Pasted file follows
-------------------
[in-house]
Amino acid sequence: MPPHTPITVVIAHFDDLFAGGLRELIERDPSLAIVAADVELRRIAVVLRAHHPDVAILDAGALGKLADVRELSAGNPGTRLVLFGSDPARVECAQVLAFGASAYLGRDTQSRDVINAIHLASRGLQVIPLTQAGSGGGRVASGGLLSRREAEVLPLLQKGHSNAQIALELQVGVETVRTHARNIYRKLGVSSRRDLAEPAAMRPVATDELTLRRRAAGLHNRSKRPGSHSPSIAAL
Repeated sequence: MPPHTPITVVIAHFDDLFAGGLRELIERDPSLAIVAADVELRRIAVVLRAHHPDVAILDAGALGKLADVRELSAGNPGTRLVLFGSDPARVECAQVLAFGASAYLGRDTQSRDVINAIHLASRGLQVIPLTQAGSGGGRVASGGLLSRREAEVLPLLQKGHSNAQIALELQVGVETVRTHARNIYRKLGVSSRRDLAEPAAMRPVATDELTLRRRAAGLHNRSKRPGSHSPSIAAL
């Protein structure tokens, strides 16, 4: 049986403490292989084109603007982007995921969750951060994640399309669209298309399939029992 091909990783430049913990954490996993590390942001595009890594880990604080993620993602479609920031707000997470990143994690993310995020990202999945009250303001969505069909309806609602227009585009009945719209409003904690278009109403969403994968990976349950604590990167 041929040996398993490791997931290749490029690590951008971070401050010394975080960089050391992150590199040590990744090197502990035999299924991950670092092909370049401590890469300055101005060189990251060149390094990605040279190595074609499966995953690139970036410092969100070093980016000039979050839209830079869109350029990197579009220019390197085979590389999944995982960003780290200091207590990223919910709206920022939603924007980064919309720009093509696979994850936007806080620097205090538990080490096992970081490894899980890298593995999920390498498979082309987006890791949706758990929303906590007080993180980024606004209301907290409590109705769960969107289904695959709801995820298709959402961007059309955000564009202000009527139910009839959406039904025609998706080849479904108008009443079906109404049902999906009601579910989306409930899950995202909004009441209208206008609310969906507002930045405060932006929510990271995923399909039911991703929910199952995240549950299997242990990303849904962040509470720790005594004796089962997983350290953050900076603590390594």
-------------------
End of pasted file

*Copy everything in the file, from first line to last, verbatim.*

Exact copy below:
[in-house]
Amino acid sequence: MPPHTPITVVIAHFDDLFAGGLRELIERDPSLAIVAADVELRRIAVVLRAHHPDVAILDAGALGKLADVRELSAGNPGTRLVLFGSDPARVECAQVLAFGASAYLGRDTQSRDVINAIHLASRGLQVIPLTQAGSGGGRVASGGLLSRREAEVLPLLQKGHSNAQIALELQVGVETVRTHARNIYRKLGVSSRRDLAEPAAMRPVATDELTLRRRAAGLHNRSKRPGSHSPSIAAL
Repeated sequence: MPPHTPITVVIAHFDDLFAGGLRELIERDPSLAIVAADVELRRIAVVLRAHHPDVAILDAGALGKLADVRELSAGNPGTRLVLFGSDPARVECAQVLAFGASAYLGRDTQSRDVINAIHLASRGLQVIPLTQAGSGGGRVASGGLLSRREAEVLPLLQKGHSNAQIALELQVGVETVRTHARNIYRKLGVSSRRDLAEPAAMRPVATDELTLRRRAAGLHNRSKRPGSHSPSIAAL
């Protein structure tokens, strides 16, 4: 049986403490292989084109603007982007995921969750951060994640399309669209298309399939029992 091909990783430049913990954490996993590390942001595009890594880990604080993620993602479609920031707000997470990143994690993310995020990202999945009250303001969505069909309806609602227009585009009945719209409003904690278009109403969403994968990976349950604590990167 041929040996398993490791997931290749490029690590951008971070401050010394975080960089050391992150590199040590990744090197502990035999299924991950670092092909370049401590890469300055101005060189990251060149390094990605040279190595074609499966995953690139970036410092969100070093980016000039979050839209830079869109350029990197579009220019390197085979590389999944995982960003780290200091207590990223919910709206920022939603924007980064919309720009093509696979994850936007806080620097205090538990080490096992970081490894899980890298593995999920390498498979082309987006890791949706758990929303906590007080993180980024606004209301907290409590109705769960969107289904695959709801995820298709959402961007059309955000564009202000009527139910009839959406039904025609998706080849479904108008009443079906109404049902999906009601579910989306409930899950995202909004009441209208206008609310969906507002930045405060932006929510990271995923399909039911991703929910199952995240549950299997242990990303849904962040509470720790005594004796089962997983350290953050900076603590390594």